Sunday, 12 April 2009


Political correctness does not appear to be working very well in the work-place in the light of a recent spate of scandals. PC's preoccupation with ideological soundness and a post-modern image of 'diversity' in appointments seems to be creating a culture in which less than the best, both in terms of character and competence, are getting promoted.

Because able people with a traditional Judeo-Christian worldview do not bear the mark of this particular beast (cf Revelation 13v16-18), it looks as if they are being passed over for promotion in the new Britain.

The mainstream political parties, the public sector and the BBC would seem to be the principal perpetrators of this anti-meritocratic culture. Most worryingly, it appears to be infecting the police service, which has such a vital role in a society in which law and order are increasingly breaking down. One would have thought that in the current moral climate policing would be the last sphere in which to play ideological games with appointments. Honest coppers have their roots in Christian Britain, so PC PCs are a contradiction in terms.

The private sector, which is called upon to pay the national mortgage, cannot afford the luxury of anti-meritocratic personnel policies. If such a culture were to be imposed on commerce, then the country really would be in trouble in a competitive world where UK plc is up against the burgeoning Tiger economies. Commerce cannot of course separate itself from the philosophical, cultural and moral climate in which it does its business, so in UK markets it is under pressure to worship the PC beast. The more it caves into this pressure, the more broke we will all become.

Bible-believing Christians are inclined to be more meritocratic about appointments and opposed to PC positive discrimination for two main reasons:

* Christianity makes a right separation between Church and State. Jesus Himself said in response to a question about whether God’s chosen people should pay taxes to a pagan political establishment: ‘Render therefore to Caesar the things that are Caesar’s, and to God the things that are God’s’ (Matthew 22v21 - RSV). Sensible, biblically-informed Christians thus allow secular space in which the people doing the job do not have to be committed Christians. So they may as well be the best qualified and gifted. Political correctness seems to be somewhat Islamic in its refusal to make the separation that Jesus made.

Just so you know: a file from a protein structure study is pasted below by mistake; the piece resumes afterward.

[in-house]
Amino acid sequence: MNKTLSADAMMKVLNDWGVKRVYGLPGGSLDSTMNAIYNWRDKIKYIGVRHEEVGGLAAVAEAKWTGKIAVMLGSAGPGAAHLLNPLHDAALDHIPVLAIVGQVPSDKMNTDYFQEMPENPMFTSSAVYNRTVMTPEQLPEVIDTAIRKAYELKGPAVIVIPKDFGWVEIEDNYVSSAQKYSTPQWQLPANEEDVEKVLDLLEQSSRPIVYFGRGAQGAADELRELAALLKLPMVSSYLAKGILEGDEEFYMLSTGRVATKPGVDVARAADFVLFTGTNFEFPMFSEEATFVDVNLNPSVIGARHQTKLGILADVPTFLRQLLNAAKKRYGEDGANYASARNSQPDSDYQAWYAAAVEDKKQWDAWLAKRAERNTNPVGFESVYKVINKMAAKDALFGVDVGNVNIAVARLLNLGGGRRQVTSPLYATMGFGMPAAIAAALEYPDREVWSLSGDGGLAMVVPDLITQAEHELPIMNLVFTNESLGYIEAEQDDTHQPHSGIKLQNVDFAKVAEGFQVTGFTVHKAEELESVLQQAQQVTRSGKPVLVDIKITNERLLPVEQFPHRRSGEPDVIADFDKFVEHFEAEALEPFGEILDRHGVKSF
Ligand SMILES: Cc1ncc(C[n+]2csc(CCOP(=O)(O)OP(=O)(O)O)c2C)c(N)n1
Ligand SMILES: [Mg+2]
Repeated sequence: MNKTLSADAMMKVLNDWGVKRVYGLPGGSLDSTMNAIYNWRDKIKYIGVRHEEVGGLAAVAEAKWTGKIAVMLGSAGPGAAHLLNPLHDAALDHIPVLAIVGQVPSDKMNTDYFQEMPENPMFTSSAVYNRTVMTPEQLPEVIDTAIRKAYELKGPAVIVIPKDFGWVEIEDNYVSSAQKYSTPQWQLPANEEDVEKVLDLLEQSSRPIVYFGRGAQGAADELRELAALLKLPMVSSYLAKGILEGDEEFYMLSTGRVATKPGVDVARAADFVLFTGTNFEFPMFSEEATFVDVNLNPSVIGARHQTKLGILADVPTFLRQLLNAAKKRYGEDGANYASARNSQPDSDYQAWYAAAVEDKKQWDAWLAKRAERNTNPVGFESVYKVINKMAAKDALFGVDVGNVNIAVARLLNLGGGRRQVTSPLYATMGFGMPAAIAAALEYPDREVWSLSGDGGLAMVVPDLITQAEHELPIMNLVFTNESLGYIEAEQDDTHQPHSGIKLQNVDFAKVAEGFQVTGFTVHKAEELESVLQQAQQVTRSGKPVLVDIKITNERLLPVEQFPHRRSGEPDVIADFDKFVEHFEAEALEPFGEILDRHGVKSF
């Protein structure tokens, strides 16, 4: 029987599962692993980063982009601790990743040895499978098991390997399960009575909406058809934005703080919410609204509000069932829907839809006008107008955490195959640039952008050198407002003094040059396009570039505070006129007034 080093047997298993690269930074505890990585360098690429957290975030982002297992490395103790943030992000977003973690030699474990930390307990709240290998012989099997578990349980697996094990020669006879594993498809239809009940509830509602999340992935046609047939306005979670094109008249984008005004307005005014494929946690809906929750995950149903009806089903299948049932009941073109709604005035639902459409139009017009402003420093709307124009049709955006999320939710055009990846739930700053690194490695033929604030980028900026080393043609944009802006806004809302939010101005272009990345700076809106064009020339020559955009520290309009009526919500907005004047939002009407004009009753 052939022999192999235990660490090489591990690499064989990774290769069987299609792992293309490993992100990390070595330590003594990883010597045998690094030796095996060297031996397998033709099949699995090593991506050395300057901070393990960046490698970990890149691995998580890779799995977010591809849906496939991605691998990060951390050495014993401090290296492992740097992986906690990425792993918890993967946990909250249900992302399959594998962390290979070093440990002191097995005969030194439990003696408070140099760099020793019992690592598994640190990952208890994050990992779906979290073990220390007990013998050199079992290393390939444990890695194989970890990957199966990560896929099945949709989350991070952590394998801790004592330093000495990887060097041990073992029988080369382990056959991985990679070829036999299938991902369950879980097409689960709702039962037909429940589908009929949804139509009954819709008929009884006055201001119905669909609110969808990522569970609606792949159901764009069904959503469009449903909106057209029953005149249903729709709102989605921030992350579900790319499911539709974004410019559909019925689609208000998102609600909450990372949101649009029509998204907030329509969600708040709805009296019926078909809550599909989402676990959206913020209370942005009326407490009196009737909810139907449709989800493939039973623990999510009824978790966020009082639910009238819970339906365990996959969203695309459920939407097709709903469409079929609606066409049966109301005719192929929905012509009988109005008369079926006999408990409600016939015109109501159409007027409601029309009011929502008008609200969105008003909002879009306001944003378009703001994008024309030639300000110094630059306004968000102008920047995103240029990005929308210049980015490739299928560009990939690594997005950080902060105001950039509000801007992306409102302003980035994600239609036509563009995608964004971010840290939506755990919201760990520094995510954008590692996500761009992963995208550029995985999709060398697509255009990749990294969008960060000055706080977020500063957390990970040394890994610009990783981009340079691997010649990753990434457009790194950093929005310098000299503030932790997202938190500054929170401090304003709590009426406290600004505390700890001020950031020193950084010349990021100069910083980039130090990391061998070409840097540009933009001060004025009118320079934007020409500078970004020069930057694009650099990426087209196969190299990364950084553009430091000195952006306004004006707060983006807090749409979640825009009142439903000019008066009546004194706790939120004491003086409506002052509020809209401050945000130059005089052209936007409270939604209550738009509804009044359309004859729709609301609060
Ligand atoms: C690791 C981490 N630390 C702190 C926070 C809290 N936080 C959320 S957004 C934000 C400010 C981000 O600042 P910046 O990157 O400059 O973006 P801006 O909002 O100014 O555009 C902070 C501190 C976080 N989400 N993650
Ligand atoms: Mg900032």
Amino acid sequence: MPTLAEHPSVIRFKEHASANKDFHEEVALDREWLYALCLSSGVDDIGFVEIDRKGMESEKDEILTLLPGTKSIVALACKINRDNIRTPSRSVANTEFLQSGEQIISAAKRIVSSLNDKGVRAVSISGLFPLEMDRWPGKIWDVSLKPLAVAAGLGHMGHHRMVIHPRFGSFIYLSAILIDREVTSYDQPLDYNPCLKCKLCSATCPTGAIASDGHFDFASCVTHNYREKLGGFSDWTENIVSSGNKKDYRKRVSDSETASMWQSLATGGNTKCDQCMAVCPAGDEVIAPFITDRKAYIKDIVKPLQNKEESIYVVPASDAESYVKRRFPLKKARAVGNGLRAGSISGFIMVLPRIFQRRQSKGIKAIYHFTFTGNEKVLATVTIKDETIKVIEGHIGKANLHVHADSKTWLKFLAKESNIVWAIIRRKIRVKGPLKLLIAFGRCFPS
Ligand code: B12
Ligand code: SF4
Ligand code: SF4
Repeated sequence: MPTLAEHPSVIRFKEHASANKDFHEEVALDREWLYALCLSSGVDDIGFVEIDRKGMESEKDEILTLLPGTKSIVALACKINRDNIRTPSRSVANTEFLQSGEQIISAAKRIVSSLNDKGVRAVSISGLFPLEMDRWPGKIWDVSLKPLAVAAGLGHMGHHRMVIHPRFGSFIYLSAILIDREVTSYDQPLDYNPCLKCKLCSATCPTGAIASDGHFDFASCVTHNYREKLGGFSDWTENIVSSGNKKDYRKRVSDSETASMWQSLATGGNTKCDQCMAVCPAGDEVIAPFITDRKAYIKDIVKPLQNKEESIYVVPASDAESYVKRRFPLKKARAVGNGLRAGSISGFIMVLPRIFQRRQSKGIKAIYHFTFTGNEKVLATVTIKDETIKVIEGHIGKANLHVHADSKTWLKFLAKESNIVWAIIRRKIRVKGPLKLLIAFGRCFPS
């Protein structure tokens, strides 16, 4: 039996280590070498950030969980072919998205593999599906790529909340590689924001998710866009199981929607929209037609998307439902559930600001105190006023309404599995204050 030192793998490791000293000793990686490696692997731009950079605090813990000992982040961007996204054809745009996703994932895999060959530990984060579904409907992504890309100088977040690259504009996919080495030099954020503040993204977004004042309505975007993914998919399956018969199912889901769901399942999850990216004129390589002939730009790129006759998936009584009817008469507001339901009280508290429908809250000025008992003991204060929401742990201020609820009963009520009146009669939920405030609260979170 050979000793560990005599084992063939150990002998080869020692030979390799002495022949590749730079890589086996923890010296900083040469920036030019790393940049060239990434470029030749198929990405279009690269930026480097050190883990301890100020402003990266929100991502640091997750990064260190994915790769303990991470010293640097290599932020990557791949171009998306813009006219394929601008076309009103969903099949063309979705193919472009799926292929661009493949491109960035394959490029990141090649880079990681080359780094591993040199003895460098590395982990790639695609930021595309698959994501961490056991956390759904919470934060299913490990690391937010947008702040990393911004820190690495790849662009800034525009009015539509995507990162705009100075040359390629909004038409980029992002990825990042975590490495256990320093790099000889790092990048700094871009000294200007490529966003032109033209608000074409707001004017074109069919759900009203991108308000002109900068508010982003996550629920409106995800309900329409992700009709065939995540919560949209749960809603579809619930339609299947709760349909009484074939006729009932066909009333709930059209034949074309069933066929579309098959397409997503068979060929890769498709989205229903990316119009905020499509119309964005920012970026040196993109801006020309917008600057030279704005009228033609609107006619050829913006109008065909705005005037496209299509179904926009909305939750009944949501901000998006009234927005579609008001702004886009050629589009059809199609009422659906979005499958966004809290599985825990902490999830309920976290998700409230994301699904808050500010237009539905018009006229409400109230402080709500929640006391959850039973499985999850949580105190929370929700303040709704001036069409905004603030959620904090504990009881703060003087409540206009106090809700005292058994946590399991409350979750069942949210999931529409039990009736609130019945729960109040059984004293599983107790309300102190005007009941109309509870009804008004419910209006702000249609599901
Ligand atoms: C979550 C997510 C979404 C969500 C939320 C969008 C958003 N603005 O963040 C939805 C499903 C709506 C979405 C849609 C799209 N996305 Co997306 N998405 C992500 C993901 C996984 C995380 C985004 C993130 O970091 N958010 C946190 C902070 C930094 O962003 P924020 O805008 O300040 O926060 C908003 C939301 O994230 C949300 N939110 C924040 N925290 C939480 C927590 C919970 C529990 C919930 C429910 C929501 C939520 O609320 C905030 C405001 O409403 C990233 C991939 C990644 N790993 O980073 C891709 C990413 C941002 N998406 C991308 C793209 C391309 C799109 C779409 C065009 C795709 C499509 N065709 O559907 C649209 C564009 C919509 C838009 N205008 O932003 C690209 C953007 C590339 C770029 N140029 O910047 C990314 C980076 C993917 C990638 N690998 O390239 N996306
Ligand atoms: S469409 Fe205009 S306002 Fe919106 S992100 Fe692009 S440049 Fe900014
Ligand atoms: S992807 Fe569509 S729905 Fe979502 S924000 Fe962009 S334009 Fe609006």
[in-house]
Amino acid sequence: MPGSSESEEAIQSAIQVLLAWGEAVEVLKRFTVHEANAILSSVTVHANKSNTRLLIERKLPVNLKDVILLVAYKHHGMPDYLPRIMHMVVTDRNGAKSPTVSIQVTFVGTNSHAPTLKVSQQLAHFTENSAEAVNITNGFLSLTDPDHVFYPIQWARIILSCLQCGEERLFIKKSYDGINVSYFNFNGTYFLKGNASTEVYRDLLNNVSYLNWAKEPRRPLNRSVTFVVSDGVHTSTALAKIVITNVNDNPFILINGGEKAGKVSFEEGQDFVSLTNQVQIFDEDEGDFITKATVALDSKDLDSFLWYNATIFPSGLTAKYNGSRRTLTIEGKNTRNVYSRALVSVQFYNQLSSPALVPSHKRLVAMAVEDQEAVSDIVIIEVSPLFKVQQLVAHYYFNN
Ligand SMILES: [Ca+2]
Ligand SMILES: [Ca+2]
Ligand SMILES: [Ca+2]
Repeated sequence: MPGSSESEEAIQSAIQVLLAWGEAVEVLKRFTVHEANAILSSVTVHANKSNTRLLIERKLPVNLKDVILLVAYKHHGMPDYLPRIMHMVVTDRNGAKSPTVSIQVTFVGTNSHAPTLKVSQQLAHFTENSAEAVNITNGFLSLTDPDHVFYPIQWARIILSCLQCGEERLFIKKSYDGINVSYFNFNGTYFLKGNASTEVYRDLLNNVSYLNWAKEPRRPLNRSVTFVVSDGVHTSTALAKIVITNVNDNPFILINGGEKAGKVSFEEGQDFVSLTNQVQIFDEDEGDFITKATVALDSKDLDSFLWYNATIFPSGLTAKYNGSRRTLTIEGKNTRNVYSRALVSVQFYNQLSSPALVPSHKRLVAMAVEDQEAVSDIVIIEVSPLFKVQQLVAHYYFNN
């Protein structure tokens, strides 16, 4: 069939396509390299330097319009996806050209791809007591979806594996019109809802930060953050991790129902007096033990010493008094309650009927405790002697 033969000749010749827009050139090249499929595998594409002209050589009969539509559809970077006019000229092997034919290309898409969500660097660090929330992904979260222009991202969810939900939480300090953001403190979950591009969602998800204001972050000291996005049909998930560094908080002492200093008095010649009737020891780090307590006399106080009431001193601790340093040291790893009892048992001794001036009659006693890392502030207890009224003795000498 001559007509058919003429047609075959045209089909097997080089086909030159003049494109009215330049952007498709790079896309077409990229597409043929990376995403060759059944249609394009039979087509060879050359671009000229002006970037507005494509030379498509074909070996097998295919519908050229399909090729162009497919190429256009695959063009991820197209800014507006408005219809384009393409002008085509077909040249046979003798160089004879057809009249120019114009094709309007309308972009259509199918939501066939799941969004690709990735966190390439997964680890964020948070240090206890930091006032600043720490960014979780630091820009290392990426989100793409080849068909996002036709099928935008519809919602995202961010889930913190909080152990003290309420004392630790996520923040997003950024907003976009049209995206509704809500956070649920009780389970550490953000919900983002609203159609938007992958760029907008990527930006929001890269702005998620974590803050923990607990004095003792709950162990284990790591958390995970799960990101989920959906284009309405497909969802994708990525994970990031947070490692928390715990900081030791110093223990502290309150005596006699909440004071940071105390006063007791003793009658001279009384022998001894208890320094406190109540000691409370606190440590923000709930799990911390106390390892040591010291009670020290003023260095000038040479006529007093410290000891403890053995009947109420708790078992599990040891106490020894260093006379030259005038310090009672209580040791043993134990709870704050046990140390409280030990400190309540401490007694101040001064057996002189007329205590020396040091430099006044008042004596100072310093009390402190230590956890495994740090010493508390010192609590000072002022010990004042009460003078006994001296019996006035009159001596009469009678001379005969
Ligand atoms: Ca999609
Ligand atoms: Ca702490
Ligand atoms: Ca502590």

* Christianity makes a distinction between the temporal sphere and the eternal Kingdom of God, which belongs to His Christ whose kingship is not of this world (John 18v36). Christians have responsibilities in the temporal sphere to be positive people in society (see for example Titus 3v1-2), but our vision extends beyond this present world - we are looking forward to a new heaven and a new earth, the home of righteousness (2 Peter 3v13). In the temporal sphere, Bible-believing Christians can be content to be meritocratic in appointments whereas in PC land this world is all that there is, so they feel the need to promote their ideological own.

Unfortunately, it cannot be too long before liberal-dominated church denominations begin to worship the beast in its current obsession with PC at the expense of meritocracy - all-female or even all-gay shortlists for incumbencies, cathedral and diocesan appointments and eventually bishoprics?


  1. Your point on the separation between church and state: not really very accurate I'm afraid.

    You have to look at the context of Jesus' comment. His questioners were trying to corner him. If he had said that people should not pay taxes to the Romans, they could turn him in to the authorities, but if he had said that they should pay taxes, the crowd (whose support was his only protection) would have turned against him. Jesus' actual answer is very clever, as on the surface it appears to support paying taxes, so there was no grounds for prosecution.

    But on the other hand, the reply recalls the call of the Maccabees (the Jews who had attempted to overthrow Greek rulers somewhat earlier) to give back to the Gentiles what is the Gentiles' (i.e. to rise up and destroy them). Bear in mind, also, the nature of having Caesar's head on the coin: it constitutes his claim to being a god, which contradicts the second commandment, so Roman coins were considered unclean, with many Jews refusing even to touch them (one of the reasons why tax-collectors were so unpopular).

    Considering all this, therefore, the statement is witty and clever, and (this is the main point) can only be read in the context of the question: it cannot be used to support an argument for the separation of Church and State.

  2. Thank you Bigdan - happy Easter. Jesus' comment is witty and clever but it reflects an important biblical theme about how God's people should conduct themselves during the time of their earthly exile. They should be 'subject to the governing authorities' (Romans 13v1) and should 'honour the king'(1 Peter 2v17), for under God human rulers, even pagan ones, have a legitimate sphere of influence. But ultimately our eyes look beyond our earthly exile to the eternal kingdom of heaven. So there is a biblical theology of a separation between Church and State in the temporal sphere.